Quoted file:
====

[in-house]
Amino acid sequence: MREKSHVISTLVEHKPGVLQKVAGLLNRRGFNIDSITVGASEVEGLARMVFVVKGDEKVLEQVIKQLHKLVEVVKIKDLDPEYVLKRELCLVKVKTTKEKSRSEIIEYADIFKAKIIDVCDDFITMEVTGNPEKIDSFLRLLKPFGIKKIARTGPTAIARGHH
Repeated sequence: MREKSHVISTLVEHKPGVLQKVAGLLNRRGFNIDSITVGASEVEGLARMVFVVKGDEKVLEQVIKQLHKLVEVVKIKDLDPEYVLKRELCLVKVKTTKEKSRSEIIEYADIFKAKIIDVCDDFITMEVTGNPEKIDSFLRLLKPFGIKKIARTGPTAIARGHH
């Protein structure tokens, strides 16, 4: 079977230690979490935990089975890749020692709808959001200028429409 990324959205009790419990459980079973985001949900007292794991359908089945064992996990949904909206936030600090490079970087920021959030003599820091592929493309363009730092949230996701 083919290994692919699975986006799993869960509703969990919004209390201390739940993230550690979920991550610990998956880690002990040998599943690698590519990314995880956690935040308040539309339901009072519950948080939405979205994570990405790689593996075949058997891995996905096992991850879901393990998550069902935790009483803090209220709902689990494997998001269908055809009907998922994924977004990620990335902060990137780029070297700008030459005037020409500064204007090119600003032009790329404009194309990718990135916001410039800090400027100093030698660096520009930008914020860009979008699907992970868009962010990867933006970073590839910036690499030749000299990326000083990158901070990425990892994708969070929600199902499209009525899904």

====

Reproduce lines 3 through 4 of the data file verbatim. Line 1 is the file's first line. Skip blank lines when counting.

Repeated sequence: MREKSHVISTLVEHKPGVLQKVAGLLNRRGFNIDSITVGASEVEGLARMVFVVKGDEKVLEQVIKQLHKLVEVVKIKDLDPEYVLKRELCLVKVKTTKEKSRSEIIEYADIFKAKIIDVCDDFITMEVTGNPEKIDSFLRLLKPFGIKKIARTGPTAIARGHH
């Protein structure tokens, strides 16, 4: 079977230690979490935990089975890749020692709808959001200028429409 990324959205009790419990459980079973985001949900007292794991359908089945064992996990949904909206936030600090490079970087920021959030003599820091592929493309363009730092949230996701 083919290994692919699975986006799993869960509703969990919004209390201390739940993230550690979920991550610990998956880690002990040998599943690698590519990314995880956690935040308040539309339901009072519950948080939405979205994570990405790689593996075949058997891995996905096992991850879901393990998550069902935790009483803090209220709902689990494997998001269908055809009907998922994924977004990620990335902060990137780029070297700008030459005037020409500064204007090119600003032009790329404009194309990718990135916001410039800090400027100093030698660096520009930008914020860009979008699907992970868009962010990867933006970073590839910036690499030749000299990326000083990158901070990425990892994708969070929600199902499209009525899904």